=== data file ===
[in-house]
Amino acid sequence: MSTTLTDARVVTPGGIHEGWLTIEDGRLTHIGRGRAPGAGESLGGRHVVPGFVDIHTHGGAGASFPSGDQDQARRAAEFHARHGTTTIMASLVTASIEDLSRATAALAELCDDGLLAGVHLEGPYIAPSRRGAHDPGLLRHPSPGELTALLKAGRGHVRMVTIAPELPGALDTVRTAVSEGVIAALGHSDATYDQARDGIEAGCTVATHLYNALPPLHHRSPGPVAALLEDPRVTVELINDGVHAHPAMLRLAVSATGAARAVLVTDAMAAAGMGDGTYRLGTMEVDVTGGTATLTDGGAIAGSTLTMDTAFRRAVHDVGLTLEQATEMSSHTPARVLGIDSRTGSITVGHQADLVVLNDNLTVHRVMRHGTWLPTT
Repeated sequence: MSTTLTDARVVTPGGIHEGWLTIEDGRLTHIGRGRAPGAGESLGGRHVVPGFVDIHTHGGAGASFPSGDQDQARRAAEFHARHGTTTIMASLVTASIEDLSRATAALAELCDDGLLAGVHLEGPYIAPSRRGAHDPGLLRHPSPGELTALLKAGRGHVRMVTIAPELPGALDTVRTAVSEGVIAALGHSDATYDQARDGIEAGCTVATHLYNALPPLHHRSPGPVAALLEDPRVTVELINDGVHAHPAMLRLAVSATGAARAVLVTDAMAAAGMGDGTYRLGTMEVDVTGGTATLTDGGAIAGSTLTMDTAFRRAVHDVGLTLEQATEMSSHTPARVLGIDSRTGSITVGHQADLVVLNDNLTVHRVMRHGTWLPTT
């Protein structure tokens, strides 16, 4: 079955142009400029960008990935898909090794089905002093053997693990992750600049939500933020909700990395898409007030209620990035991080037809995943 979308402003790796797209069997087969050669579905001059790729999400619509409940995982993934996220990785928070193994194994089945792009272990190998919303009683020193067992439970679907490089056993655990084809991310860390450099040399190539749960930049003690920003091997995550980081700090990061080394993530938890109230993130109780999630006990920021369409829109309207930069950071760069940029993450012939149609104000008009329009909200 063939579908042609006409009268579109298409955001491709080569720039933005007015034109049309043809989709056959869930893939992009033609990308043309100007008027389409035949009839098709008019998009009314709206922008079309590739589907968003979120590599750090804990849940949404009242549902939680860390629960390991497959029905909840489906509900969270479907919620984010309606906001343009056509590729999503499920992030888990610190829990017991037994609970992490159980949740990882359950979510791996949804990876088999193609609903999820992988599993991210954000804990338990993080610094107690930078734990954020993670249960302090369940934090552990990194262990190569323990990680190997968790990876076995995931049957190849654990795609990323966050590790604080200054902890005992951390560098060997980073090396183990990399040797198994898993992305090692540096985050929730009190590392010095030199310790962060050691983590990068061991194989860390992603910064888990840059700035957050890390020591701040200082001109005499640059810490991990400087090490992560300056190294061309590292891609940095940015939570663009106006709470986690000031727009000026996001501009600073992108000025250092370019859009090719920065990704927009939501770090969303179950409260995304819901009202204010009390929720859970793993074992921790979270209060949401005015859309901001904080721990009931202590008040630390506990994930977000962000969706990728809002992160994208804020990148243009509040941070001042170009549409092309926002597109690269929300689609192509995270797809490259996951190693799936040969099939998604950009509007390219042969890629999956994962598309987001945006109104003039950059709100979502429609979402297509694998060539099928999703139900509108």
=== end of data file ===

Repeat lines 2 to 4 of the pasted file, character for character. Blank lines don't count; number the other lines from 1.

Amino acid sequence: MSTTLTDARVVTPGGIHEGWLTIEDGRLTHIGRGRAPGAGESLGGRHVVPGFVDIHTHGGAGASFPSGDQDQARRAAEFHARHGTTTIMASLVTASIEDLSRATAALAELCDDGLLAGVHLEGPYIAPSRRGAHDPGLLRHPSPGELTALLKAGRGHVRMVTIAPELPGALDTVRTAVSEGVIAALGHSDATYDQARDGIEAGCTVATHLYNALPPLHHRSPGPVAALLEDPRVTVELINDGVHAHPAMLRLAVSATGAARAVLVTDAMAAAGMGDGTYRLGTMEVDVTGGTATLTDGGAIAGSTLTMDTAFRRAVHDVGLTLEQATEMSSHTPARVLGIDSRTGSITVGHQADLVVLNDNLTVHRVMRHGTWLPTT
Repeated sequence: MSTTLTDARVVTPGGIHEGWLTIEDGRLTHIGRGRAPGAGESLGGRHVVPGFVDIHTHGGAGASFPSGDQDQARRAAEFHARHGTTTIMASLVTASIEDLSRATAALAELCDDGLLAGVHLEGPYIAPSRRGAHDPGLLRHPSPGELTALLKAGRGHVRMVTIAPELPGALDTVRTAVSEGVIAALGHSDATYDQARDGIEAGCTVATHLYNALPPLHHRSPGPVAALLEDPRVTVELINDGVHAHPAMLRLAVSATGAARAVLVTDAMAAAGMGDGTYRLGTMEVDVTGGTATLTDGGAIAGSTLTMDTAFRRAVHDVGLTLEQATEMSSHTPARVLGIDSRTGSITVGHQADLVVLNDNLTVHRVMRHGTWLPTT
């Protein structure tokens, strides 16, 4: 079955142009400029960008990935898909090794089905002093053997693990992750600049939500933020909700990395898409007030209620990035991080037809995943 979308402003790796797209069997087969050669579905001059790729999400619509409940995982993934996220990785928070193994194994089945792009272990190998919303009683020193067992439970679907490089056993655990084809991310860390450099040399190539749960930049003690920003091997995550980081700090990061080394993530938890109230993130109780999630006990920021369409829109309207930069950071760069940029993450012939149609104000008009329009909200 063939579908042609006409009268579109298409955001491709080569720039933005007015034109049309043809989709056959869930893939992009033609990308043309100007008027389409035949009839098709008019998009009314709206922008079309590739589907968003979120590599750090804990849940949404009242549902939680860390629960390991497959029905909840489906509900969270479907919620984010309606906001343009056509590729999503499920992030888990610190829990017991037994609970992490159980949740990882359950979510791996949804990876088999193609609903999820992988599993991210954000804990338990993080610094107690930078734990954020993670249960302090369940934090552990990194262990190569323990990680190997968790990876076995995931049957190849654990795609990323966050590790604080200054902890005992951390560098060997980073090396183990990399040797198994898993992305090692540096985050929730009190590392010095030199310790962060050691983590990068061991194989860390992603910064888990840059700035957050890390020591701040200082001109005499640059810490991990400087090490992560300056190294061309590292891609940095940015939570663009106006709470986690000031727009000026996001501009600073992108000025250092370019859009090719920065990704927009939501770090969303179950409260995304819901009202204010009390929720859970793993074992921790979270209060949401005015859309901001904080721990009931202590008040630390506990994930977000962000969706990728809002992160994208804020990148243009509040941070001042170009549409092309926002597109690269929300689609192509995270797809490259996951190693799936040969099939998604950009509007390219042969890629999956994962598309987001945006109104003039950059709100979502429609979402297509694998060539099928999703139900509108």